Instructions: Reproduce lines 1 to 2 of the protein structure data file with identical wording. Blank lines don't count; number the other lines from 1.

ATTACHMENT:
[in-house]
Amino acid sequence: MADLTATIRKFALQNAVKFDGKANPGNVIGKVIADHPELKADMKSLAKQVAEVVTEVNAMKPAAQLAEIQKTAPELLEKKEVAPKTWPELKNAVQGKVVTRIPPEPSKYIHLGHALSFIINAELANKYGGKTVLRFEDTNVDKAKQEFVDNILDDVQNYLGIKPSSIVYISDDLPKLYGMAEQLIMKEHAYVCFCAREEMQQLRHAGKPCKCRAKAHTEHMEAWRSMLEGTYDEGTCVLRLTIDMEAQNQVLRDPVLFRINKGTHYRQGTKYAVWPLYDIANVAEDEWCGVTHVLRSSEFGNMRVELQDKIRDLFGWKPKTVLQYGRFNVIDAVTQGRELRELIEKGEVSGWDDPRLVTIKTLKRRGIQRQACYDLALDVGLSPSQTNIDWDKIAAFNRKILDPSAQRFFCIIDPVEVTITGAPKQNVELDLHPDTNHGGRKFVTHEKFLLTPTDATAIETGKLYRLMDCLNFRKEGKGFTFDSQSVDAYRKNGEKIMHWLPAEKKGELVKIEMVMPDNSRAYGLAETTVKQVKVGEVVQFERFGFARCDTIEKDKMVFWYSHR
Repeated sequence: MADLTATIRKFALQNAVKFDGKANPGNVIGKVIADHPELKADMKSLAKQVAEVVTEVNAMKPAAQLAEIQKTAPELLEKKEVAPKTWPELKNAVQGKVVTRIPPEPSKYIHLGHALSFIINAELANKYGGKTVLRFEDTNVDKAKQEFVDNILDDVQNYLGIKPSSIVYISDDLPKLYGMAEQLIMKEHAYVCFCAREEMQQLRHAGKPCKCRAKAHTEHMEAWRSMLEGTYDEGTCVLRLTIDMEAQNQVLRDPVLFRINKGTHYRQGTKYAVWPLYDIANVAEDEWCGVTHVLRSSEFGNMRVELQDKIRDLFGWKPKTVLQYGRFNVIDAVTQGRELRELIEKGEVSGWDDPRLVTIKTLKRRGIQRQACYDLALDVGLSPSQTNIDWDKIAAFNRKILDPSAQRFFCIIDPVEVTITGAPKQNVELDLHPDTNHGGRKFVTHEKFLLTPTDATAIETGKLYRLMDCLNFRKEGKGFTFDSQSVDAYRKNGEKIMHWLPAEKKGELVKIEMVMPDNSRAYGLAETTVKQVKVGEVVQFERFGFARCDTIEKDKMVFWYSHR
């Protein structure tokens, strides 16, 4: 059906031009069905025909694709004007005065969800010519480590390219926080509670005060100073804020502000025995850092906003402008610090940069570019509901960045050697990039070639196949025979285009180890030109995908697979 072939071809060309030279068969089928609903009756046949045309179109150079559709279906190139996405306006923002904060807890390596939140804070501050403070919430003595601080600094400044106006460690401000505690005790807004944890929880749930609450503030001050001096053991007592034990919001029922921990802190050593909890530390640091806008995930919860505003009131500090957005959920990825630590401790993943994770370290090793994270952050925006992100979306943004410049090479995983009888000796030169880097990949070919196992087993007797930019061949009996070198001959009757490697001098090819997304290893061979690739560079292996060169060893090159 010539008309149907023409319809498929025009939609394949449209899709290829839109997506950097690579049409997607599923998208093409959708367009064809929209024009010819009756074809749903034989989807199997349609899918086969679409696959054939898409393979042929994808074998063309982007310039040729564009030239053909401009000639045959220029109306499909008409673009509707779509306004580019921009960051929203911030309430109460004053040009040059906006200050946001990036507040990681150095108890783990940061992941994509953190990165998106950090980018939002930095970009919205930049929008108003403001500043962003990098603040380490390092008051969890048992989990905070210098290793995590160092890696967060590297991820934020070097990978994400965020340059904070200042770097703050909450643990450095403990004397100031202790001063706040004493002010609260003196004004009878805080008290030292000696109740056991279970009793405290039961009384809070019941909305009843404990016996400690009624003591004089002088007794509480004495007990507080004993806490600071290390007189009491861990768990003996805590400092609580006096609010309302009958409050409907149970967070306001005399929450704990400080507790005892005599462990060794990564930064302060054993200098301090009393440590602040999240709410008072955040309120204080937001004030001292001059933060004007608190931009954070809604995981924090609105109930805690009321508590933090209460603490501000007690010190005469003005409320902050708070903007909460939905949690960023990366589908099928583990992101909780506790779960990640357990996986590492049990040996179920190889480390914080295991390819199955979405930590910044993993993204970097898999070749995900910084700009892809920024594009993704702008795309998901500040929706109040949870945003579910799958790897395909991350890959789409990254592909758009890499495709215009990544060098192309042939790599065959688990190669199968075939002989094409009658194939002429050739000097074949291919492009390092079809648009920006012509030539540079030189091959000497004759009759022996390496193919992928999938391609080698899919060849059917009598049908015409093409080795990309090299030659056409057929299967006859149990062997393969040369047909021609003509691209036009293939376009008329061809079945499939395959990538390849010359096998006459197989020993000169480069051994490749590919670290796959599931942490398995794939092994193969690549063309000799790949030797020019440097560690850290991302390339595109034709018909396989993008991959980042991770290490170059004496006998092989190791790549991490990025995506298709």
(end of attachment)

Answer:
[in-house]
Amino acid sequence: MADLTATIRKFALQNAVKFDGKANPGNVIGKVIADHPELKADMKSLAKQVAEVVTEVNAMKPAAQLAEIQKTAPELLEKKEVAPKTWPELKNAVQGKVVTRIPPEPSKYIHLGHALSFIINAELANKYGGKTVLRFEDTNVDKAKQEFVDNILDDVQNYLGIKPSSIVYISDDLPKLYGMAEQLIMKEHAYVCFCAREEMQQLRHAGKPCKCRAKAHTEHMEAWRSMLEGTYDEGTCVLRLTIDMEAQNQVLRDPVLFRINKGTHYRQGTKYAVWPLYDIANVAEDEWCGVTHVLRSSEFGNMRVELQDKIRDLFGWKPKTVLQYGRFNVIDAVTQGRELRELIEKGEVSGWDDPRLVTIKTLKRRGIQRQACYDLALDVGLSPSQTNIDWDKIAAFNRKILDPSAQRFFCIIDPVEVTITGAPKQNVELDLHPDTNHGGRKFVTHEKFLLTPTDATAIETGKLYRLMDCLNFRKEGKGFTFDSQSVDAYRKNGEKIMHWLPAEKKGELVKIEMVMPDNSRAYGLAETTVKQVKVGEVVQFERFGFARCDTIEKDKMVFWYSHR